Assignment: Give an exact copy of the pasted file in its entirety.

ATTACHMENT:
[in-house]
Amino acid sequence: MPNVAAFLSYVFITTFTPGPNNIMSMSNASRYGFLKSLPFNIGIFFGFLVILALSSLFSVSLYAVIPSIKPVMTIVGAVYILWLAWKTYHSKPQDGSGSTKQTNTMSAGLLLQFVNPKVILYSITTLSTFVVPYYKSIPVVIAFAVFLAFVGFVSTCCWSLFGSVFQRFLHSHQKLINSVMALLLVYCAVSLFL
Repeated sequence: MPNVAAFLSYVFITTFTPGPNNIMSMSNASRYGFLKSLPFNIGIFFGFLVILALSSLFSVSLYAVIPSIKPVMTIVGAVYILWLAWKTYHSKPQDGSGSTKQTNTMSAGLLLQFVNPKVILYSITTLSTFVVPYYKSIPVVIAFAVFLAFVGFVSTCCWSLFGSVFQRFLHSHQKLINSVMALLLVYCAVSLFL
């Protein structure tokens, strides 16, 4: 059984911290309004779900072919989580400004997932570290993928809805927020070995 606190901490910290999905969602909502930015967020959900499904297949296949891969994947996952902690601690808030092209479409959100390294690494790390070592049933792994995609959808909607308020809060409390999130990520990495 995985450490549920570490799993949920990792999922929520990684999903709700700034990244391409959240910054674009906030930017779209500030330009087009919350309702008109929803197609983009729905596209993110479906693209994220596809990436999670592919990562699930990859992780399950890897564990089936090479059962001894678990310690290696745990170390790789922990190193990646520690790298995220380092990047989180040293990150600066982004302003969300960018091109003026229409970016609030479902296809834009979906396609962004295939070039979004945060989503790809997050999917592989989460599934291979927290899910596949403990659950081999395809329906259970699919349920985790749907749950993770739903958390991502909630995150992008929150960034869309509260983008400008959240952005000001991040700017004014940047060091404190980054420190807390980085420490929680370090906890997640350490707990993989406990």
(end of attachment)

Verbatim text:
[in-house]
Amino acid sequence: MPNVAAFLSYVFITTFTPGPNNIMSMSNASRYGFLKSLPFNIGIFFGFLVILALSSLFSVSLYAVIPSIKPVMTIVGAVYILWLAWKTYHSKPQDGSGSTKQTNTMSAGLLLQFVNPKVILYSITTLSTFVVPYYKSIPVVIAFAVFLAFVGFVSTCCWSLFGSVFQRFLHSHQKLINSVMALLLVYCAVSLFL
Repeated sequence: MPNVAAFLSYVFITTFTPGPNNIMSMSNASRYGFLKSLPFNIGIFFGFLVILALSSLFSVSLYAVIPSIKPVMTIVGAVYILWLAWKTYHSKPQDGSGSTKQTNTMSAGLLLQFVNPKVILYSITTLSTFVVPYYKSIPVVIAFAVFLAFVGFVSTCCWSLFGSVFQRFLHSHQKLINSVMALLLVYCAVSLFL
């Protein structure tokens, strides 16, 4: 059984911290309004779900072919989580400004997932570290993928809805927020070995 606190901490910290999905969602909502930015967020959900499904297949296949891969994947996952902690601690808030092209479409959100390294690494790390070592049933792994995609959808909607308020809060409390999130990520990495 995985450490549920570490799993949920990792999922929520990684999903709700700034990244391409959240910054674009906030930017779209500030330009087009919350309702008109929803197609983009729905596209993110479906693209994220596809990436999670592919990562699930990859992780399950890897564990089936090479059962001894678990310690290696745990170390790789922990190193990646520690790298995220380092990047989180040293990150600066982004302003969300960018091109003026229409970016609030479902296809834009979906396609962004295939070039979004945060989503790809997050999917592989989460599934291979927290899910596949403990659950081999395809329906259970699919349920985790749907749950993770739903958390991502909630995150992008929150960034869309509260983008400008959240952005000001991040700017004014940047060091404190980054420190807390980085420490929680370090906890997640350490707990993989406990």